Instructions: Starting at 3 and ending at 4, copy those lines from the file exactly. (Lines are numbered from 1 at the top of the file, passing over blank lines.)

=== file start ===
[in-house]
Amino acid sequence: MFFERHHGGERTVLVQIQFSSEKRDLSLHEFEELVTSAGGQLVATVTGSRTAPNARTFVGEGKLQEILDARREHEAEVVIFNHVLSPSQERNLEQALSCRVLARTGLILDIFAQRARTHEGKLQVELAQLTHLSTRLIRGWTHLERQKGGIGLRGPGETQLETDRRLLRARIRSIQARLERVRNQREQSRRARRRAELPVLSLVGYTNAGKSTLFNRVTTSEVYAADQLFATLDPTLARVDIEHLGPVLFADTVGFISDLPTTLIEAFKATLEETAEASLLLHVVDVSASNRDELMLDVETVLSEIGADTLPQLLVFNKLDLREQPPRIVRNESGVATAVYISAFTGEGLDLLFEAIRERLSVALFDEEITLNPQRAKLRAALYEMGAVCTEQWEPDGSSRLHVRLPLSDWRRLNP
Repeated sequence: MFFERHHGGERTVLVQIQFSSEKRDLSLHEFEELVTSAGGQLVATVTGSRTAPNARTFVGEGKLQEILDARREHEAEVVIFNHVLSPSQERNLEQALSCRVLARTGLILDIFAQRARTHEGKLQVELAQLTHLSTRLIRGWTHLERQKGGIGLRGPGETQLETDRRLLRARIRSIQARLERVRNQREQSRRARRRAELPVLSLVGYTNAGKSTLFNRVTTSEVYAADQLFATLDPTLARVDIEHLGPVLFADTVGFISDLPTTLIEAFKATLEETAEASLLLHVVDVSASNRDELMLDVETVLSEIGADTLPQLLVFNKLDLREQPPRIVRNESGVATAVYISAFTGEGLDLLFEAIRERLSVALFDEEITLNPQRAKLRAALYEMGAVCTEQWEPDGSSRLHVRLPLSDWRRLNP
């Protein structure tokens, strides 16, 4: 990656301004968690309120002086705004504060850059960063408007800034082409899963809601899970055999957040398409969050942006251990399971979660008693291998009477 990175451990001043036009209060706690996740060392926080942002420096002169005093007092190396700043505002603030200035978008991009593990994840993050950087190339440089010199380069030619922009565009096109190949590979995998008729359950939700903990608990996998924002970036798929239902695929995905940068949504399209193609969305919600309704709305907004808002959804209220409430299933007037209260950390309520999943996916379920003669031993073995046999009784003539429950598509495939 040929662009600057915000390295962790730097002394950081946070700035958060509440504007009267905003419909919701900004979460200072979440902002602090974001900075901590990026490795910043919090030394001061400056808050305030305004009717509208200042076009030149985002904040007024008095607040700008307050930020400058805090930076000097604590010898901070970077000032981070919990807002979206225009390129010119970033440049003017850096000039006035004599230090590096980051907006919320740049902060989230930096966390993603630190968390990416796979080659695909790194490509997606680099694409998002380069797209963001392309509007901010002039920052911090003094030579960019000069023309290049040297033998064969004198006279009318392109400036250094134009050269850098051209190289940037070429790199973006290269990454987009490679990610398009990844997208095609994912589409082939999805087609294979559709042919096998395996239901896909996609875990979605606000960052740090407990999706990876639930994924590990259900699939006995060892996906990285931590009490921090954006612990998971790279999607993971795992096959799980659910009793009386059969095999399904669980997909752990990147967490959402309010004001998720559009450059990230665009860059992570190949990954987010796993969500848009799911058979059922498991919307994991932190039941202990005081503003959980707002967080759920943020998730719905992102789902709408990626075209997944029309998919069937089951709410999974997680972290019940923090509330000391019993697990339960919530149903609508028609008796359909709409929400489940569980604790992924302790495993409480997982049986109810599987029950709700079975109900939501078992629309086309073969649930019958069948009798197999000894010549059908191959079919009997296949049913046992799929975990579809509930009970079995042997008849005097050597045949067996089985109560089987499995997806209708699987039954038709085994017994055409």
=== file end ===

Repeated sequence: MFFERHHGGERTVLVQIQFSSEKRDLSLHEFEELVTSAGGQLVATVTGSRTAPNARTFVGEGKLQEILDARREHEAEVVIFNHVLSPSQERNLEQALSCRVLARTGLILDIFAQRARTHEGKLQVELAQLTHLSTRLIRGWTHLERQKGGIGLRGPGETQLETDRRLLRARIRSIQARLERVRNQREQSRRARRRAELPVLSLVGYTNAGKSTLFNRVTTSEVYAADQLFATLDPTLARVDIEHLGPVLFADTVGFISDLPTTLIEAFKATLEETAEASLLLHVVDVSASNRDELMLDVETVLSEIGADTLPQLLVFNKLDLREQPPRIVRNESGVATAVYISAFTGEGLDLLFEAIRERLSVALFDEEITLNPQRAKLRAALYEMGAVCTEQWEPDGSSRLHVRLPLSDWRRLNP
């Protein structure tokens, strides 16, 4: 990656301004968690309120002086705004504060850059960063408007800034082409899963809601899970055999957040398409969050942006251990399971979660008693291998009477 990175451990001043036009209060706690996740060392926080942002420096002169005093007092190396700043505002603030200035978008991009593990994840993050950087190339440089010199380069030619922009565009096109190949590979995998008729359950939700903990608990996998924002970036798929239902695929995905940068949504399209193609969305919600309704709305907004808002959804209220409430299933007037209260950390309520999943996916379920003669031993073995046999009784003539429950598509495939 040929662009600057915000390295962790730097002394950081946070700035958060509440504007009267905003419909919701900004979460200072979440902002602090974001900075901590990026490795910043919090030394001061400056808050305030305004009717509208200042076009030149985002904040007024008095607040700008307050930020400058805090930076000097604590010898901070970077000032981070919990807002979206225009390129010119970033440049003017850096000039006035004599230090590096980051907006919320740049902060989230930096966390993603630190968390990416796979080659695909790194490509997606680099694409998002380069797209963001392309509007901010002039920052911090003094030579960019000069023309290049040297033998064969004198006279009318392109400036250094134009050269850098051209190289940037070429790199973006290269990454987009490679990610398009990844997208095609994912589409082939999805087609294979559709042919096998395996239901896909996609875990979605606000960052740090407990999706990876639930994924590990259900699939006995060892996906990285931590009490921090954006612990998971790279999607993971795992096959799980659910009793009386059969095999399904669980997909752990990147967490959402309010004001998720559009450059990230665009860059992570190949990954987010796993969500848009799911058979059922498991919307994991932190039941202990005081503003959980707002967080759920943020998730719905992102789902709408990626075209997944029309998919069937089951709410999974997680972290019940923090509330000391019993697990339960919530149903609508028609008796359909709409929400489940569980604790992924302790495993409480997982049986109810599987029950709700079975109900939501078992629309086309073969649930019958069948009798197999000894010549059908191959079919009997296949049913046992799929975990579809509930009970079995042997008849005097050597045949067996089985109560089987499995997806209708699987039954038709085994017994055409």